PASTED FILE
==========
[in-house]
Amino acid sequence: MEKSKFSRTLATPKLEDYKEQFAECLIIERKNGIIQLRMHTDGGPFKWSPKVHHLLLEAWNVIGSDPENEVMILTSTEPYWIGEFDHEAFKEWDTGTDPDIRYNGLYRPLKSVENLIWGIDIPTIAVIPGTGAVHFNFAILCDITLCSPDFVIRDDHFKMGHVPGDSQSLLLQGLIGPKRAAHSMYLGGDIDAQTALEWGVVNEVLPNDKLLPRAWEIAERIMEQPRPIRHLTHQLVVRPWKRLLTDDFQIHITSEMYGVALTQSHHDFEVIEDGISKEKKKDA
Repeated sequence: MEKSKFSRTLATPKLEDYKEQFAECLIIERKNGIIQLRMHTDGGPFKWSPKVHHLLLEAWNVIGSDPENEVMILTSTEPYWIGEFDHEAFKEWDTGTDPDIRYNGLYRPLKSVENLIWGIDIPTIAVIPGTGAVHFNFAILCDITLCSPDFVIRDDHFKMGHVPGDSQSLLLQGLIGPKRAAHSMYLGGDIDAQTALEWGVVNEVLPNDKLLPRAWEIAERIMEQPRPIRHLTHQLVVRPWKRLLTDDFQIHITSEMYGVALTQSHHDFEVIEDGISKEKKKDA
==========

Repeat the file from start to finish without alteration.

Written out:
[in-house]
Amino acid sequence: MEKSKFSRTLATPKLEDYKEQFAECLIIERKNGIIQLRMHTDGGPFKWSPKVHHLLLEAWNVIGSDPENEVMILTSTEPYWIGEFDHEAFKEWDTGTDPDIRYNGLYRPLKSVENLIWGIDIPTIAVIPGTGAVHFNFAILCDITLCSPDFVIRDDHFKMGHVPGDSQSLLLQGLIGPKRAAHSMYLGGDIDAQTALEWGVVNEVLPNDKLLPRAWEIAERIMEQPRPIRHLTHQLVVRPWKRLLTDDFQIHITSEMYGVALTQSHHDFEVIEDGISKEKKKDA
Repeated sequence: MEKSKFSRTLATPKLEDYKEQFAECLIIERKNGIIQLRMHTDGGPFKWSPKVHHLLLEAWNVIGSDPENEVMILTSTEPYWIGEFDHEAFKEWDTGTDPDIRYNGLYRPLKSVENLIWGIDIPTIAVIPGTGAVHFNFAILCDITLCSPDFVIRDDHFKMGHVPGDSQSLLLQGLIGPKRAAHSMYLGGDIDAQTALEWGVVNEVLPNDKLLPRAWEIAERIMEQPRPIRHLTHQLVVRPWKRLLTDDFQIHITSEMYGVALTQSHHDFEVIEDGISKEKKKDA